The gender pay gap has become a major political issue in many nations, including Ireland. To many, the notion that one category of people – women – should earn less than another – men – for equal work seems unjust.

In the UK, for instance, legislation came into force that demands that companies with more than 250 employees make public how much they pay women compared to men. In Iceland, the government requires that firms that employ more than 25 people get certification for their pay differences.

When it comes to legislation, Ireland is a little behind the times. Currently, there are no laws demanding transparency on pay, but there could be in the future if current campaigns are successful. In November 2018, the equality charity Dress for Success launched its third Work Equal campaign, designed to coincide with the middle of November, a symbolic date when women in Ireland effectively stop earning relative to men. The charity points out that the current pay gap between men and women in Ireland, around 13.9 per cent, means that for the last six weeks of the year, men earn and women don’t.


The Effect On The Job Market

The gender pay gap is a complicated issue. Although the headlines of a 13.9 per cent gap in pay between men and women can be a rallying call for equality campaigners and a sign of discrimination in the labour market, teasing out the true effect of discrimination can be difficult.

Gender pay differences, if driven by discrimination, would be a bad thing for Irish businesses. It would imply that firms were unwilling to pay women what they are worth, based on their gender, and were instead promoting less capable men to certain positions. In a functioning market economy, one would expect a tendency for discrimination to be ironed out by the necessity of competition — companies that didn’t hire the best people available, whether men or women, would find themselves suffering at the expense of companies that did.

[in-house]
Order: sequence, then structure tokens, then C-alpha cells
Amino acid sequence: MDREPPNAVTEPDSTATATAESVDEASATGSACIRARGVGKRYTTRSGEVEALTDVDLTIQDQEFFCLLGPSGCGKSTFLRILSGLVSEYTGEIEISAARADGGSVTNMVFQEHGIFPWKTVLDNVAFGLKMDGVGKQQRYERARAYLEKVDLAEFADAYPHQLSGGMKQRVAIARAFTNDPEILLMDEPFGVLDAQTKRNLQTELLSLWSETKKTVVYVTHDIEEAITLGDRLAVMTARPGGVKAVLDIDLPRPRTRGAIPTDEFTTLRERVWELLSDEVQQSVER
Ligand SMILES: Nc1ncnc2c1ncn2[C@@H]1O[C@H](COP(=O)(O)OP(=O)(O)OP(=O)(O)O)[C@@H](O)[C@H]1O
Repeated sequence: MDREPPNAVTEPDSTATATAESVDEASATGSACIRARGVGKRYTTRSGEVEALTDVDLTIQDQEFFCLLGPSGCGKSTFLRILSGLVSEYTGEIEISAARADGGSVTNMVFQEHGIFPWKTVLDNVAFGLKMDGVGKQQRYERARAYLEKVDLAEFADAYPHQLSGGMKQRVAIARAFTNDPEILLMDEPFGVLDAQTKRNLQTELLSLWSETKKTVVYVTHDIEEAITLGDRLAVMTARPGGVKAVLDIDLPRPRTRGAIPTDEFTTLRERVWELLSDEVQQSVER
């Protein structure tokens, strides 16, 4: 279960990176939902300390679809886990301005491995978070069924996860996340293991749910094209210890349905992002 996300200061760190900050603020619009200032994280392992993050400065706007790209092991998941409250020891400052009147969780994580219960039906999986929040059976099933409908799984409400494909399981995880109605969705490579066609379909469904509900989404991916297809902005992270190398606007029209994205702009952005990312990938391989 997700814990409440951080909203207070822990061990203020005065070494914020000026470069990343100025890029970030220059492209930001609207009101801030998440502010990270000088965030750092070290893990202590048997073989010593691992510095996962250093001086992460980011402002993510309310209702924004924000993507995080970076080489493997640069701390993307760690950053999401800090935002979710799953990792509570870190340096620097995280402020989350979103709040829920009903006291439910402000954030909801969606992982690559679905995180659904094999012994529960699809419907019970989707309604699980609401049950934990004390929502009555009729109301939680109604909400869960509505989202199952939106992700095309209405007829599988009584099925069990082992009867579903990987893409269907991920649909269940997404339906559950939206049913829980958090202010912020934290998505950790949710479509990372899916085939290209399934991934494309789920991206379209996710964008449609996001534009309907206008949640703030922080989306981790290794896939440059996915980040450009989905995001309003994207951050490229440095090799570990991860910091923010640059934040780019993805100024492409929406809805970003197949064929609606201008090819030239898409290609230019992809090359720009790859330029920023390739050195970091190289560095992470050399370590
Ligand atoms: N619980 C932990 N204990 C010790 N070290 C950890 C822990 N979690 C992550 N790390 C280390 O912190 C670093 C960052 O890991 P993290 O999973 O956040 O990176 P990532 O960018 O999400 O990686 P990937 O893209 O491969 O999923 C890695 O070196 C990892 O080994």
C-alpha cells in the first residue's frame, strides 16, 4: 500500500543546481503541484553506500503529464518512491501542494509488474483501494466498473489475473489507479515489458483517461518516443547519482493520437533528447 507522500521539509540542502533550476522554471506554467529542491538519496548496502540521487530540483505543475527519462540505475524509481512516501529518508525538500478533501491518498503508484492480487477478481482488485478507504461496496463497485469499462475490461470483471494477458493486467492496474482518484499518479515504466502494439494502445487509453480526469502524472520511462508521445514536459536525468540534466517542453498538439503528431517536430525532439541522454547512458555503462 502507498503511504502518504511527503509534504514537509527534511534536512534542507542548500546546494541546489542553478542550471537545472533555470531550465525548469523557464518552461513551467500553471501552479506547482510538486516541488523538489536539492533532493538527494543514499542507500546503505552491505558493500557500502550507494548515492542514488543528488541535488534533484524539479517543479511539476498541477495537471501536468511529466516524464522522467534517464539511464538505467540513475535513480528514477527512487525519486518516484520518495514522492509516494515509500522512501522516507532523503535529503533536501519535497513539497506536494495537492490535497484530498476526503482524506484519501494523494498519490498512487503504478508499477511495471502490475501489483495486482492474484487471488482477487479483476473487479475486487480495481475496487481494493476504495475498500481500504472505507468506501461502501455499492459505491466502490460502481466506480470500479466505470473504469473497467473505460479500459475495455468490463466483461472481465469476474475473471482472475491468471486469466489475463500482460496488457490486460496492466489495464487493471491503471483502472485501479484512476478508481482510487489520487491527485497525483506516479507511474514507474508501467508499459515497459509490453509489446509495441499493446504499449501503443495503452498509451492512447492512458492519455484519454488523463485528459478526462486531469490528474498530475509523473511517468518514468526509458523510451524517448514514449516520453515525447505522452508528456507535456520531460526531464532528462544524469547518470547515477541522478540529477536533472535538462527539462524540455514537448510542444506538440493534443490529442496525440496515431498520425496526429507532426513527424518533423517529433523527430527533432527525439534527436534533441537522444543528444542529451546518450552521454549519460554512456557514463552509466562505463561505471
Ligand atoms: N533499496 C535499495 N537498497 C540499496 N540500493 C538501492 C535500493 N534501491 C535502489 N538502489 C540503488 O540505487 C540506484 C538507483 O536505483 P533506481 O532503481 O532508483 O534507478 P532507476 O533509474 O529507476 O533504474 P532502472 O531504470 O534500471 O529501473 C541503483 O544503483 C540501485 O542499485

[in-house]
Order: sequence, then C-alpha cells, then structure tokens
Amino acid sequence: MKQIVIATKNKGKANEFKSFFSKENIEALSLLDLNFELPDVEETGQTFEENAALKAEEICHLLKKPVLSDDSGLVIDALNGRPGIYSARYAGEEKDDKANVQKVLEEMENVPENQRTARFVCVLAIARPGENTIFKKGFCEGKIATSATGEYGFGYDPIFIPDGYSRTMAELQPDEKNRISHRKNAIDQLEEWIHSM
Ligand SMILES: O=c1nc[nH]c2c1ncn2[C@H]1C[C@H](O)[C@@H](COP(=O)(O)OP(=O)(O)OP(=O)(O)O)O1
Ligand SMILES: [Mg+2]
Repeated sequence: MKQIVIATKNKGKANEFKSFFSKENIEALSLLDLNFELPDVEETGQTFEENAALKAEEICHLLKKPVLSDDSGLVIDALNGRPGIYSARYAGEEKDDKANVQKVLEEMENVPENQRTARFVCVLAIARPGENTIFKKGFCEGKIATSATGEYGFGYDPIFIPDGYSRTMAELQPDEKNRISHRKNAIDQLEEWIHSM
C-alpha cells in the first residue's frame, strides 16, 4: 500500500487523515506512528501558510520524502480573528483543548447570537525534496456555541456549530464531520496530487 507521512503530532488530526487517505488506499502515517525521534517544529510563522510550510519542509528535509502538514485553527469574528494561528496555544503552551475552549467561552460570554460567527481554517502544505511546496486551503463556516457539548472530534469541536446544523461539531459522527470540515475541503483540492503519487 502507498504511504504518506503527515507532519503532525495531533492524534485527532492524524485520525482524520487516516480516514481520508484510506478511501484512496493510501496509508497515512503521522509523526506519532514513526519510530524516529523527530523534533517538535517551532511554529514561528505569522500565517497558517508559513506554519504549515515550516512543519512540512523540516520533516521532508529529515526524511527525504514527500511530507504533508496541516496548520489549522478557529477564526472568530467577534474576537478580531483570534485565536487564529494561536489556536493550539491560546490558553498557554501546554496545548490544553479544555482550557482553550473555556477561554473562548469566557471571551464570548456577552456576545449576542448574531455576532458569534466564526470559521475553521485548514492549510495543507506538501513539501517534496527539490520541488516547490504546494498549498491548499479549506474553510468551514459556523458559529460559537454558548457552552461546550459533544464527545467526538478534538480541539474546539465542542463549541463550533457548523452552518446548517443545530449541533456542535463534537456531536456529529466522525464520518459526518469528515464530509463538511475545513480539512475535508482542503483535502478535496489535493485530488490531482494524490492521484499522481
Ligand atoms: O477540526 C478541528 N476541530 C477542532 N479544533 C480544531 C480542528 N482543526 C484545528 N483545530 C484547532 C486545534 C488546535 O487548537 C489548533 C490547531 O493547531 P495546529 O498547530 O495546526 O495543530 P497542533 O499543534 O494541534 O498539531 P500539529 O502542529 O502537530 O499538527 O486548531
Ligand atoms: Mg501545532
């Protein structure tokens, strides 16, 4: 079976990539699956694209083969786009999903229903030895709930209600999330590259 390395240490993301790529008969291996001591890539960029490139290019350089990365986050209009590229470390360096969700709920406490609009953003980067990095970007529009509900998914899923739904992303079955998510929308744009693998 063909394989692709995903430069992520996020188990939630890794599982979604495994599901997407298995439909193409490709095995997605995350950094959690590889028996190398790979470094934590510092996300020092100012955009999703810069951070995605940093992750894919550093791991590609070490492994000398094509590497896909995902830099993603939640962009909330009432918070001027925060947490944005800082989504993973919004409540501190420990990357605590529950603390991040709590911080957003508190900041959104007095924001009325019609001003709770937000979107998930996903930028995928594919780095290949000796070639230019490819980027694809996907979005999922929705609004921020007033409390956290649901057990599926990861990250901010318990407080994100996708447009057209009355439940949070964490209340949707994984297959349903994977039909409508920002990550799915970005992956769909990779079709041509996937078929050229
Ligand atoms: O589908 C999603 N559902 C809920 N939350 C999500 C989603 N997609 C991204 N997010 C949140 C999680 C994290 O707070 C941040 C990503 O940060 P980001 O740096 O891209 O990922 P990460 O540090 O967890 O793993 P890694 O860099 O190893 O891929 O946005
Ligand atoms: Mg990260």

The Irish Times points out that the way that the gender pay gap is calculated is too general to tease out any specific influences. The gap itself is found by taking the median salary earned by women in a year and comparing it to that of men. When you perform that calculation, you end up with the 13.9 per cent figure, but, as the paper points out, it hides a lot of complexity. For instance, the 13.9 per cent number doesn’t control for the fact that more women work part-time than men (which are typically lower paid jobs), that women make different career choices, and that cultural factors may influence the career paths of men and women in unseen ways at the macroscopic level.

Both sides of the gender pay gap argument tend to underestimate the complexity of the issue. Campaigners for equality take gender pay differences as evidence that it must all be down to culturally-embedded bias and distorted gender roles, whereas those on the other side assume that it is the result of women’s maternity choices. In a functioning economic system, neither of these assertions can fully explain the gaps that we see. There must be a more profound, perhaps as yet unseen, reason.


The Effect On Companies